Tasmania has an enviable renewable energy profile. We are 100 per cent self-sufficient in renewable energy and have a commitment to generate 200 per cent of our energy needs from renewable energy by 2040, which means Tasmania will double its renewable energy production. The Tasmanian Government is also fast-tracking a renewable hydrogen industry in Tasmania, with the goal of using locally-produced renewable hydrogen in Tasmania by 2022, and commercially exporting clean hydrogen by 2030.

Energy efficiency

We can reduce emissions associated with electricity generation by reducing the amount of electricity government, industry, businesses, and households use.

Improved energy efficiency can lower emissions, as well as reduce electricity bills, and improve the health and wellbeing of Tasmanians.

Direct combustion

Direct combustion of fossil fuels for stationary energy accounts for approximately 21 per cent of Tasmania’s emissions (excluding LULUCF). Direct combustion includes emissions from: burning coal, gas, agricultural waste or forestry residue to generate heat, steam or pressure for manufacturing industries and construction; agriculture, forestry and fishing operations; commercial operations; and burning wood or gas for household heating and cooking.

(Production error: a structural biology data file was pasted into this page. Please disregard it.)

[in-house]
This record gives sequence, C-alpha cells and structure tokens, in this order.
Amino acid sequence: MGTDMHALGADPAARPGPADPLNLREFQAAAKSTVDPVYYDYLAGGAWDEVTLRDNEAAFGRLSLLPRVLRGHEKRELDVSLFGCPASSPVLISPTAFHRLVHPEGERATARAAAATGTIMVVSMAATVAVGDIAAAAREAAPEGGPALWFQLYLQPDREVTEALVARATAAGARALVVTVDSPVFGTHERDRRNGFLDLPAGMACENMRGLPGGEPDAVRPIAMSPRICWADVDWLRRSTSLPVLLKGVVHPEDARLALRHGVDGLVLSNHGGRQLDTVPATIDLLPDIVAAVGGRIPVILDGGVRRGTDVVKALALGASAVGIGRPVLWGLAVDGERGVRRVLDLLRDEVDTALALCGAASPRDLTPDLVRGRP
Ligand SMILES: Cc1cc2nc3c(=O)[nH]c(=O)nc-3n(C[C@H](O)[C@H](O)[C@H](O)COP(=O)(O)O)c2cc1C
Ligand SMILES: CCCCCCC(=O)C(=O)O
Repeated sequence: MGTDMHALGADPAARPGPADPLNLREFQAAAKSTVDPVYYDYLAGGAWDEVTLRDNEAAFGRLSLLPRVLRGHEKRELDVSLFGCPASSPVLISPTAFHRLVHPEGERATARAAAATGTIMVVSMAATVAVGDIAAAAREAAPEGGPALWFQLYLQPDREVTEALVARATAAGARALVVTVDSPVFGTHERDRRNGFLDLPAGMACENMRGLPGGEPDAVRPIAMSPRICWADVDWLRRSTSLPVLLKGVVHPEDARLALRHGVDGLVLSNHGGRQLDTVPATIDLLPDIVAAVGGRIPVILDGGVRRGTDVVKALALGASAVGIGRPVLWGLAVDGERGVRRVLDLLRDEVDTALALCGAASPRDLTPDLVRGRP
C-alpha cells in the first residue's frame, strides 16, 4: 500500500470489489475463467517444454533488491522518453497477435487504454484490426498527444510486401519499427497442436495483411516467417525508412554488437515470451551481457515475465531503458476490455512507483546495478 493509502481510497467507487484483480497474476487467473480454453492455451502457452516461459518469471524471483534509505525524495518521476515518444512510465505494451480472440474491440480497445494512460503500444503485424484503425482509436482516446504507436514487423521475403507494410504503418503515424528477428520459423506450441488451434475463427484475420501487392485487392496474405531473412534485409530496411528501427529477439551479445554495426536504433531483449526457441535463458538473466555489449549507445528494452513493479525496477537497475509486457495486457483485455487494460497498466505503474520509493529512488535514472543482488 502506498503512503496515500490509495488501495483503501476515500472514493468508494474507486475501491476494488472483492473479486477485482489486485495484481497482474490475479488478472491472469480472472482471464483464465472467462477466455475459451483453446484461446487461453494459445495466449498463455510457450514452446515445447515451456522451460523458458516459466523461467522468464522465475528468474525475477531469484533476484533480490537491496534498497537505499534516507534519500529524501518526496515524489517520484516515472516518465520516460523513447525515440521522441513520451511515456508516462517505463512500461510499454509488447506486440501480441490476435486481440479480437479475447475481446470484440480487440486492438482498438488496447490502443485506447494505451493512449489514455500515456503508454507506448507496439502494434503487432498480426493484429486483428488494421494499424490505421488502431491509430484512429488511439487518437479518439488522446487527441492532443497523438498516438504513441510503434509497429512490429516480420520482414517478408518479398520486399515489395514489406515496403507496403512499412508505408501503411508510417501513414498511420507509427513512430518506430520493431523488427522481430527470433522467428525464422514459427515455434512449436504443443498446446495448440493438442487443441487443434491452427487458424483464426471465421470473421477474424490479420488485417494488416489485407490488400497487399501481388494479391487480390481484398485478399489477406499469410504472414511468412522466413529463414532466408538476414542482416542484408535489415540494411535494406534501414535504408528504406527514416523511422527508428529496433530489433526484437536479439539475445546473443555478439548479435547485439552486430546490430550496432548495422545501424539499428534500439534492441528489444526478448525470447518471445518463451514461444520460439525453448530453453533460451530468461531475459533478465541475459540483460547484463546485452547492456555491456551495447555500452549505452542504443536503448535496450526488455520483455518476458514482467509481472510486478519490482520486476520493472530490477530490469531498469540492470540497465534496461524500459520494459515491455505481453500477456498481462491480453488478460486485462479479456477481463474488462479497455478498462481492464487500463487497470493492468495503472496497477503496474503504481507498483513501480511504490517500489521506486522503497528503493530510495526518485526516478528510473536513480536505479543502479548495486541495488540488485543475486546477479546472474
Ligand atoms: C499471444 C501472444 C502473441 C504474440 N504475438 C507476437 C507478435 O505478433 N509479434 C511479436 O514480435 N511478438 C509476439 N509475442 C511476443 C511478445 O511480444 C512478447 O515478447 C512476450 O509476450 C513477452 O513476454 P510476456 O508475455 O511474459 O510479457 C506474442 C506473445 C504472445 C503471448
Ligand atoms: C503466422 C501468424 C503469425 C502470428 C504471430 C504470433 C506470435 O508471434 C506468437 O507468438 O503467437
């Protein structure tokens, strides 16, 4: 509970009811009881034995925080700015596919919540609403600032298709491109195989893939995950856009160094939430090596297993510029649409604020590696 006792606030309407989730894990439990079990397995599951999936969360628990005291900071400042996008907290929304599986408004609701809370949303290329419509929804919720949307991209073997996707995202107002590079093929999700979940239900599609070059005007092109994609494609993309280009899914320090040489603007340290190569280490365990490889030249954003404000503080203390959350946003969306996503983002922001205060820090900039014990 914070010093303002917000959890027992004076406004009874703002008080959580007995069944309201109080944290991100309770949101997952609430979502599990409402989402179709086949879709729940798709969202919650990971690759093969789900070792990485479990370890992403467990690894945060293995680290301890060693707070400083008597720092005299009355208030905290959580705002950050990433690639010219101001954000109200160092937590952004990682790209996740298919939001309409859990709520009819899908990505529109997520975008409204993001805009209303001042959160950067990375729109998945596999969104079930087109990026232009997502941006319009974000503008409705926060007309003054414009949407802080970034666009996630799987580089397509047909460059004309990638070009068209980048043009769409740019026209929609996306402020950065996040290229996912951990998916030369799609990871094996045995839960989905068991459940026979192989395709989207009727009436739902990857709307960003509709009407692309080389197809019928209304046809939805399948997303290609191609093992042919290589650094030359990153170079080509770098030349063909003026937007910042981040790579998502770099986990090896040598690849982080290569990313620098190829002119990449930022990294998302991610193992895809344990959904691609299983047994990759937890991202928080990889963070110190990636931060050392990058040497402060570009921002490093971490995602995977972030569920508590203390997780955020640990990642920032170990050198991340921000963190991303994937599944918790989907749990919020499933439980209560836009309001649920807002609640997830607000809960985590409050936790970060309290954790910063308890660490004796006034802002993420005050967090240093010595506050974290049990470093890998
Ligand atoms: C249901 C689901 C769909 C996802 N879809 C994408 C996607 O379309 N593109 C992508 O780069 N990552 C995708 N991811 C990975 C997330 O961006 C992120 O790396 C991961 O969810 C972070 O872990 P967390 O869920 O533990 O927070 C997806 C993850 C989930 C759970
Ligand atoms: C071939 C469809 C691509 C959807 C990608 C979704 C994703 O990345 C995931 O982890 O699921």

Opportunities to reduce emissions from the direct combustion of fossil fuels include electrification and fuel switching to bioenergy to replace natural gas and coal fired boilers in commercial and industrial applications, and the use of heat pumps to replace residential wood and gas heating.

Emissions from transport

Transport accounts for 19 per cent of Tasmania’s emissions (excluding LULUCF). The majority (94 per cent) of transport emissions come from road transportation (made up of cars: 58 per cent, heavy duty trucks and buses: 23 per cent, and light commercial vehicles: 19 per cent). Reducing emissions from transport involves transitioning to technologies that improve efficiency; fuel switching to low and zero emissions sources, such as battery electric vehicles, renewable hydrogen fuel cell technologies and biofuels; and supporting the transition to alternative means of transport such as walking, cycling or public transport.